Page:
The Conservative government of Britain unveiled Thursday a 15 billion pound ($19 Billion) emergency aid package to ease a severe cost of living squeeze. It was announced a day after Boris Johnson, Prime Minister of Britain, promised to "move forward" from the months-long scandal involving government parties during COVID-19 lockdowns.
Rishi Sunak, Treasury chief, said that the government will introduce a temporary 25% windfall tax on oil and gas companies' profits. Sunak stated that the tax will raise approximately 5 billion pounds ($6.3billion) in the next year to fund cash payments to millions of people to deal with rising energy bills.
Inflation in the UK reached 9% in April. This is the highest level for 40 years. Millions of customers saw their annual energy bills rise 54% in the same month. That's an average increase of 700 pounds ($863) per household.
Sunak stated that the government will help the most vulnerable people, including the elderly and disabled. A one-time payment of 650 Pounds ($818) will be made to the lowest-income households in the country. Each household will also be eligible for a 400-pound ($503) discount on their domestic energy bills in October.
Johnson's Conservative government made a U-turn on the windfall tax announcement. It had previously stated that imposing one would discourage investment in the U.K. energy sector. The government is being pressured to act, as British households are facing financial hardship due to skyrocketing food and energy bills.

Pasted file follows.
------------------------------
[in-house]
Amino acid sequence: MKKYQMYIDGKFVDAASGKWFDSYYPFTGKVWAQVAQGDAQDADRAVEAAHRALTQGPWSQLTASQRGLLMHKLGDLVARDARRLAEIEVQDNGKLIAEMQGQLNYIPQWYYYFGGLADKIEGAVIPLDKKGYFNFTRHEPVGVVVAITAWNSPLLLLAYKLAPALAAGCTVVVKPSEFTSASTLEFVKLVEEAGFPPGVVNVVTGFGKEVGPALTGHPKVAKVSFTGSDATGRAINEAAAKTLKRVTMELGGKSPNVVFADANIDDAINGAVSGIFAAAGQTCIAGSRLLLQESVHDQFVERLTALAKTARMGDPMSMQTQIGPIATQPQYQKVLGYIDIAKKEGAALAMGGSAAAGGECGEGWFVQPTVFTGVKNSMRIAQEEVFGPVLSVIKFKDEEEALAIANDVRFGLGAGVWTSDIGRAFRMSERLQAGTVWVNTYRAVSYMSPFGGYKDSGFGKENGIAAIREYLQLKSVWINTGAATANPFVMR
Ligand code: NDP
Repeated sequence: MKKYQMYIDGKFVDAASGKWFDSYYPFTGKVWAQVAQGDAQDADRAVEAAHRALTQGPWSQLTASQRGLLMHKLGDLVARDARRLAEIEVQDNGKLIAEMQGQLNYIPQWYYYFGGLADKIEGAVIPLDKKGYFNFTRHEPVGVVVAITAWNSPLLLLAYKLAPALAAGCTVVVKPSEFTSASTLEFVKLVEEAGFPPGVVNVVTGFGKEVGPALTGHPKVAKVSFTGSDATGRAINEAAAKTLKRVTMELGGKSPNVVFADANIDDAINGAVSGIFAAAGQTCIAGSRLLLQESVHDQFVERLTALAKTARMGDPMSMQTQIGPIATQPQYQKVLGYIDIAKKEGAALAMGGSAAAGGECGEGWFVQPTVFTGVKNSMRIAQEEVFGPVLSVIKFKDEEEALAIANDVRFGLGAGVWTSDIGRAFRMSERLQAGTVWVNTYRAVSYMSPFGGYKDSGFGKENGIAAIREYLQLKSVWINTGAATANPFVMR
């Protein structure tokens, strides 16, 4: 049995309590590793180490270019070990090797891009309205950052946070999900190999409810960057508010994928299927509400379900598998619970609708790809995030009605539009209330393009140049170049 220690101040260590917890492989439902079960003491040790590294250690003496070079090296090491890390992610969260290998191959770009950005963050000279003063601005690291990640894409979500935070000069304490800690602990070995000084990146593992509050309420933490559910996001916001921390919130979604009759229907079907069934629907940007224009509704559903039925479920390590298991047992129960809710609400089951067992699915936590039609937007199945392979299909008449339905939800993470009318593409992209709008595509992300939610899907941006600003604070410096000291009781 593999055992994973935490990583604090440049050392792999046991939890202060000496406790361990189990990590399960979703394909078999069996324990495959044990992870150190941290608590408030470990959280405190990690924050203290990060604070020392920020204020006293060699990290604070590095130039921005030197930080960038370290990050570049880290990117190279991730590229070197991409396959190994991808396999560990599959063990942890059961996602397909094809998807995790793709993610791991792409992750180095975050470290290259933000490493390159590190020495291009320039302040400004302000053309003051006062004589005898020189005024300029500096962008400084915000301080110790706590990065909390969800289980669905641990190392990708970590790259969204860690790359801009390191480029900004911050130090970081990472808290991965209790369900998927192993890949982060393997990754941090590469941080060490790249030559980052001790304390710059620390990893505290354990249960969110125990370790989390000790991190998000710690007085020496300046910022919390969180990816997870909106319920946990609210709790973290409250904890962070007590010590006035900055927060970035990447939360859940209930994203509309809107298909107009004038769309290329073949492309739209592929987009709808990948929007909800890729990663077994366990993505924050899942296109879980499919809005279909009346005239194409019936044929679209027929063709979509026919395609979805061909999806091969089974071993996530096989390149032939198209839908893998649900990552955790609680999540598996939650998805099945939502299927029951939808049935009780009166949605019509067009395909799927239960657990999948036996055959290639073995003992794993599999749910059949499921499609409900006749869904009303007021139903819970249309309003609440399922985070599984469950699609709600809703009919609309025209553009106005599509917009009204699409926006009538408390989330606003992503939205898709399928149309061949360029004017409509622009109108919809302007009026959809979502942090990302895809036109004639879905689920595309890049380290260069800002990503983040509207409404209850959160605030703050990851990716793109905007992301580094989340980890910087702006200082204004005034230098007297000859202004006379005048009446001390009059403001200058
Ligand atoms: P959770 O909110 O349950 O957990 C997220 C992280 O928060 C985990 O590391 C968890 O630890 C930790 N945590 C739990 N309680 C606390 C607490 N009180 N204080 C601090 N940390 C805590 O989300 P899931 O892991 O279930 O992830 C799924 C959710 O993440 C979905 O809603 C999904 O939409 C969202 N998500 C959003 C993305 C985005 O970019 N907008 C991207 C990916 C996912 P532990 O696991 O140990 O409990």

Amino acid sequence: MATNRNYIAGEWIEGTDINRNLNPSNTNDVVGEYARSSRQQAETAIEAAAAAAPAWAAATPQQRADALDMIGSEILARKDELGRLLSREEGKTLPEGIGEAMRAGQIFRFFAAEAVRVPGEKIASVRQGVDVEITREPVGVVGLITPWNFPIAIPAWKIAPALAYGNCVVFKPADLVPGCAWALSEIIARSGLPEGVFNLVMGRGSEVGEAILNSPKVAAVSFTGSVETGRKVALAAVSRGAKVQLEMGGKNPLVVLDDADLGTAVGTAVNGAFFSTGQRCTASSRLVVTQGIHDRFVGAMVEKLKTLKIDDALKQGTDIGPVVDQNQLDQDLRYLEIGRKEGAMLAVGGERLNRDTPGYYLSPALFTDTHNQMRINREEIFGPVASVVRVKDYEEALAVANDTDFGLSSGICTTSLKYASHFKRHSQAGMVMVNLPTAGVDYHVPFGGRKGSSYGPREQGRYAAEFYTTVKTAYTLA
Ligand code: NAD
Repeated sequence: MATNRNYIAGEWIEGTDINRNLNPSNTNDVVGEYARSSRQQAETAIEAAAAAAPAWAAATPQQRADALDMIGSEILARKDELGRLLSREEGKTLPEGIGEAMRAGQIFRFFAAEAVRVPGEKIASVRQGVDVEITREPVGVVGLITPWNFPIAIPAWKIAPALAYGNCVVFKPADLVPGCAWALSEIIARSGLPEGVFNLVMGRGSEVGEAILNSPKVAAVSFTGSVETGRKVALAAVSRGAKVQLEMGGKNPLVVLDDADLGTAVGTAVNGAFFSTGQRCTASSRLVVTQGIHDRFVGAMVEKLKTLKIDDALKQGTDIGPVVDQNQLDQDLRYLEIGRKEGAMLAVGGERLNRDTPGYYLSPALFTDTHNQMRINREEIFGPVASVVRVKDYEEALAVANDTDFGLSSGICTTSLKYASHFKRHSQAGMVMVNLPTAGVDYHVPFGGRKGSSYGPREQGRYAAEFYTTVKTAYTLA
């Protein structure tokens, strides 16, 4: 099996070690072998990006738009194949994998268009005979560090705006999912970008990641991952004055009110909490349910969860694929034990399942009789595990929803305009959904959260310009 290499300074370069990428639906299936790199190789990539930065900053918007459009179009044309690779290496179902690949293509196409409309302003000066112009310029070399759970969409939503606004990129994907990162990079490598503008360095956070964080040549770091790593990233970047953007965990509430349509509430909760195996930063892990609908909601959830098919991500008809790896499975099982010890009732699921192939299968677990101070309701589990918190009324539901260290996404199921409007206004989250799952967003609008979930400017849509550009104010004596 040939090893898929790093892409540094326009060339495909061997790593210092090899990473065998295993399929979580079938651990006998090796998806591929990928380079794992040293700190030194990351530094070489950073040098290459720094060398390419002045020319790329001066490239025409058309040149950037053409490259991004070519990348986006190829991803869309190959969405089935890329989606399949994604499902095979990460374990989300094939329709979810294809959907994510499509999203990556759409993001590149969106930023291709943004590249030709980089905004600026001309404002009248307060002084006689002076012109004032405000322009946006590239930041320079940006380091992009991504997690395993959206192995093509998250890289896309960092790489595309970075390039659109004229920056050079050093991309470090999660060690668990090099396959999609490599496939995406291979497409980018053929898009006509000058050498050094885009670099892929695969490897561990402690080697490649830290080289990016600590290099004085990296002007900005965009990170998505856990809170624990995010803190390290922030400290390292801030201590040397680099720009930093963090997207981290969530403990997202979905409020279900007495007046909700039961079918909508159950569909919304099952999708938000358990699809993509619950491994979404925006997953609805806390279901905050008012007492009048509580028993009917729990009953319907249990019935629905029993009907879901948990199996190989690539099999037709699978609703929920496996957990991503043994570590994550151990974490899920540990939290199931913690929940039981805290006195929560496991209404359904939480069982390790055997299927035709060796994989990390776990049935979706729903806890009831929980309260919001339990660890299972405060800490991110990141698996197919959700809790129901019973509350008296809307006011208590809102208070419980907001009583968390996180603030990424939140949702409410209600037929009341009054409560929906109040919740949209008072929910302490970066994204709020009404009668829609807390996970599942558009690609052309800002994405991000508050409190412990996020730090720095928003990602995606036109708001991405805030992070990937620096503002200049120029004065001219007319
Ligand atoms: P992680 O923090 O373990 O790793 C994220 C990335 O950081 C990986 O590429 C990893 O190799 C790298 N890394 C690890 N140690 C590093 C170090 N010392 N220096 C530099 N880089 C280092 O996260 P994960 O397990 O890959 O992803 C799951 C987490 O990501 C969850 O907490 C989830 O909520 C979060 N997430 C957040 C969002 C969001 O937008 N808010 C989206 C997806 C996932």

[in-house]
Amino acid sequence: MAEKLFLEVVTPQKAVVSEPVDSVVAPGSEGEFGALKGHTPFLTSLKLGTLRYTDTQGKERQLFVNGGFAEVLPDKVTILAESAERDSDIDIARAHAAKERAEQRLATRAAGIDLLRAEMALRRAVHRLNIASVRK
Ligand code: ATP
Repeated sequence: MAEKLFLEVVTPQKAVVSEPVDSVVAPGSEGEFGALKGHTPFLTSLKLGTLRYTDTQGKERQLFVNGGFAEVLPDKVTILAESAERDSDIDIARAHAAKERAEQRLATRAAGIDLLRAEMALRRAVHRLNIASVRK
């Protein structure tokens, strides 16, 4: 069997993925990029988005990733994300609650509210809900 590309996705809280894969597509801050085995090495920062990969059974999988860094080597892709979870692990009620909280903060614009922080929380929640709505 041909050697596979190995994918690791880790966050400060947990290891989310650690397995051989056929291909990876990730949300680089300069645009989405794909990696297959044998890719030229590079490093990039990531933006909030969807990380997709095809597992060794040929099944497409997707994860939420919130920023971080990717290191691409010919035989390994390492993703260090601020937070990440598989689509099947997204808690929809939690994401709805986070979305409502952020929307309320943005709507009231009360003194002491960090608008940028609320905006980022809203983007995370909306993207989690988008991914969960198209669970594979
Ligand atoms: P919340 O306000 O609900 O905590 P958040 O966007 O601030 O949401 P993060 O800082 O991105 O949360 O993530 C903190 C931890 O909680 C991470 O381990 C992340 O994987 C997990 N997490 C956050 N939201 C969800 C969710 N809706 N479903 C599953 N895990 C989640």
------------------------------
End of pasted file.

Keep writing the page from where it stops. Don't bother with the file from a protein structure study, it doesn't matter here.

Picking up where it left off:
Sunak stated that the temporary levy would continue in effect until "prices return at a more normal level". He also said that an "investment allowance", which would encourage companies to invest in oil-and gas extraction in the U.K., would be added to the levy.
Rain Newton-Smith is the chief economist of big business group, the Confederation of British Industry. He said that the "open-ended nature" of this windfall tax would "be detrimental to investments needed for energy security, net zero ambitions, and investment required for energy security."
Opposition parties and unions argued that the government's assistance was insufficient and too late.
Christina McAnea, general secretary of Unison union, stated that "Across the U.K. families and pensioners fear witless about making ends meet." "The support will make a difference, but it won't be enough."
The UK's energy regulator stated this week that domestic energy bills could rise another 800 pounds per year in the fall due to Russia's war with Ukraine and rising demand following the pandemic.
Johnson's government wants to make a comeback after an investigator's report into what is now known as "partygate", which exposed a culture of rule-breaking within the No. prime minister's office. 10 Downing St. Office.
Sue Gray, a civil service investigator, described the alcohol-fuelled bashes that Downing Street staff members hosted in 2020 and 2021 when pandemic restrictions prevented U.K. residents visiting their dying relatives or socializing.
Gray stated that the senior leadership team must be held responsible for "failures in leadership and judgment".